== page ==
Ephrata School District takes proactive approach to student's mental health
Ephrata, Pa. —
Ephrata School District is taking a proactive approach to mental health issues students in their high school may be dealing with. It’s a relatively new program that offers free mental health exams to all incoming freshman.
Dr. Scott Galen, the Ephrata High School Principal said, “9th grade in particular is a pivotal year in the career of a high school student.”
This is why they’re now offering their freshman a mental health screening at the beginning of the year.
“We find that’s where the majority of struggles come that’s a big transition year and it’s the same in any school when you make that leap and the rigor and expectations increase and all those pressures come into place,” said Galen.
School leaders say these days it’s tough inside and outside of school.
Dr Brian Troop, the Superintendent, told CBS 21, “Anything we can do to care for our kids in an environment where social media doesn’t give them a break from the interactions they have there’s a lot out there telling them what they should be.”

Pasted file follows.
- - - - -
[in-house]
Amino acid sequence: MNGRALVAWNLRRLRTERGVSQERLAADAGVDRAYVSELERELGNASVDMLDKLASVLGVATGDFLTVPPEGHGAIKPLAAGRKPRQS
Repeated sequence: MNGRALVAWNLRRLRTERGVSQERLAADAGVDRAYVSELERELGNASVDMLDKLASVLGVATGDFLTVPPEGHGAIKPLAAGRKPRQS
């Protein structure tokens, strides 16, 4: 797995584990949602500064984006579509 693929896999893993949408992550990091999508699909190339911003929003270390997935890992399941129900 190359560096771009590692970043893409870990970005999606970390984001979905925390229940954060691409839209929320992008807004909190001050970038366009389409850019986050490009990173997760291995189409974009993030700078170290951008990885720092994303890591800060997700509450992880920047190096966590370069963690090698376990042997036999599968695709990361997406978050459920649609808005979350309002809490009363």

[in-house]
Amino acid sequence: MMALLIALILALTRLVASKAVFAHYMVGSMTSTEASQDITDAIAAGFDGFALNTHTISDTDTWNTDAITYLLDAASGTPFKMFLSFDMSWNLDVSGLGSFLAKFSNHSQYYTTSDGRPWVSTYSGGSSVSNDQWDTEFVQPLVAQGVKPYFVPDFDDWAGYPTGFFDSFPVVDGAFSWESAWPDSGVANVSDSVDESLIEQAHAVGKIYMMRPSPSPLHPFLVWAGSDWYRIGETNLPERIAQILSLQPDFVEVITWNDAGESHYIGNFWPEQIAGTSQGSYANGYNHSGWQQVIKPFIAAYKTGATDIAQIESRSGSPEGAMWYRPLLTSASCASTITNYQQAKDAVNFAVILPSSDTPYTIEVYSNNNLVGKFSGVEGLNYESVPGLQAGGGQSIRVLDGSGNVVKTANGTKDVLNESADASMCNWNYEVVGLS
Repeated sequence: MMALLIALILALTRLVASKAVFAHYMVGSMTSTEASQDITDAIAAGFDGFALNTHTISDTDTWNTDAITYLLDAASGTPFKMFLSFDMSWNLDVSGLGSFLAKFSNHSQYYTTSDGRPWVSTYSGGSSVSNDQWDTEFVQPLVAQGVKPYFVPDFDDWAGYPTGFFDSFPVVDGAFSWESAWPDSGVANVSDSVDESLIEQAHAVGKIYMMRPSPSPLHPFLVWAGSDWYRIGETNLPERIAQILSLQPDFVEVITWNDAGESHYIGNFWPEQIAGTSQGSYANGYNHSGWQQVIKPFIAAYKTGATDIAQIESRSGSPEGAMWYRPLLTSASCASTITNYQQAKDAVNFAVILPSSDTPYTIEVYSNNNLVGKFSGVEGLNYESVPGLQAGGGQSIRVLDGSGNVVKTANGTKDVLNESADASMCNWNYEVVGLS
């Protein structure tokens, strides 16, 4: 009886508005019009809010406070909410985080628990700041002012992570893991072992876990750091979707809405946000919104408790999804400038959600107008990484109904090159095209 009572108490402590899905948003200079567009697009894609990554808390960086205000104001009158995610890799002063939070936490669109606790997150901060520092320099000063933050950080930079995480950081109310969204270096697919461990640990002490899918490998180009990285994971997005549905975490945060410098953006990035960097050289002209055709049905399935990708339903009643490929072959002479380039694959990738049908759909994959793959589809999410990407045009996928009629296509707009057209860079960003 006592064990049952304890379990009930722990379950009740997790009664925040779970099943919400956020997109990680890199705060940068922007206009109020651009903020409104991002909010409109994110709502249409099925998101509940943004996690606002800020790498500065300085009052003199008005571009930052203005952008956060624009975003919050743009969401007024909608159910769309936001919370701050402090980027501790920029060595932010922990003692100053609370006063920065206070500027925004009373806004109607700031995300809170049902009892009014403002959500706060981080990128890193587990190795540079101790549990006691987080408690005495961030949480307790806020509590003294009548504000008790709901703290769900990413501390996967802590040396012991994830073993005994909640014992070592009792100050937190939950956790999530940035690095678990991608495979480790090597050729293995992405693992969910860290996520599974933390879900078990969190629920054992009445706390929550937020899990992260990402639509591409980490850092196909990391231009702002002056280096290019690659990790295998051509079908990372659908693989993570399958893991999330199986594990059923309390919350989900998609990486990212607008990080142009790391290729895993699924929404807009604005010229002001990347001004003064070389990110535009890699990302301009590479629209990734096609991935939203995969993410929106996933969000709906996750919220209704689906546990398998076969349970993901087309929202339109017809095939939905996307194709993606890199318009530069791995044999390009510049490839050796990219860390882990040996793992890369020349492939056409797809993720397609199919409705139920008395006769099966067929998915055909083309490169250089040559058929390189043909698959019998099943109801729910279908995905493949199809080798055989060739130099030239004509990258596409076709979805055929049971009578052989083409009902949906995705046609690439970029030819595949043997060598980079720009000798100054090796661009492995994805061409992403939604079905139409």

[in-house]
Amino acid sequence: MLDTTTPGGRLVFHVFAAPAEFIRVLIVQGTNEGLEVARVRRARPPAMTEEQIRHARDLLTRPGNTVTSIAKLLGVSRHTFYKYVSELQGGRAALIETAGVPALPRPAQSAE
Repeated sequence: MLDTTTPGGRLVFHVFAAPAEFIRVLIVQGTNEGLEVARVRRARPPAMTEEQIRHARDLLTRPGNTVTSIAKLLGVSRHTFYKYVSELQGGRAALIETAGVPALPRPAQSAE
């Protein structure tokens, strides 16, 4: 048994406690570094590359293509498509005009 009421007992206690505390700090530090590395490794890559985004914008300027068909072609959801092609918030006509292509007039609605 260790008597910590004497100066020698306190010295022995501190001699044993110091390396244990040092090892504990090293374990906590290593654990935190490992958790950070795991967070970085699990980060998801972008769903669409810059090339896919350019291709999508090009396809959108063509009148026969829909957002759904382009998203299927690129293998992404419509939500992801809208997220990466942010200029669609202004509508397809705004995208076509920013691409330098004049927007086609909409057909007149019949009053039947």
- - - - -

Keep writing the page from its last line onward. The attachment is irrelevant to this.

The exam looks for students who may be showing signs of depression, anxiety, or suicidal thinking and behavior. The counselor, from Samaritan Counseling Center, reports back to the parents and the parents can choose to inform the school. If they do share the results they’ll make it a point to to keep up with that child.
“Our counselors meet with our students every year so if kids parents have concerns about or there’s a reason to meet more regularly they check in as needed and communicate that with parents,” said Troop.
After last week’s mass shooting at a Florida high school among several others in recent years leaders say these exams are important now more than ever.
“We do height weight vision screening it just makes sense to do mental health and destigmatize some of that that may be held from decades past it’s another organ of the body and sometimes it functions perfectly and other times we need supports,” said Galen.
Parents can opt their children out of the screening but the principal says most students participate.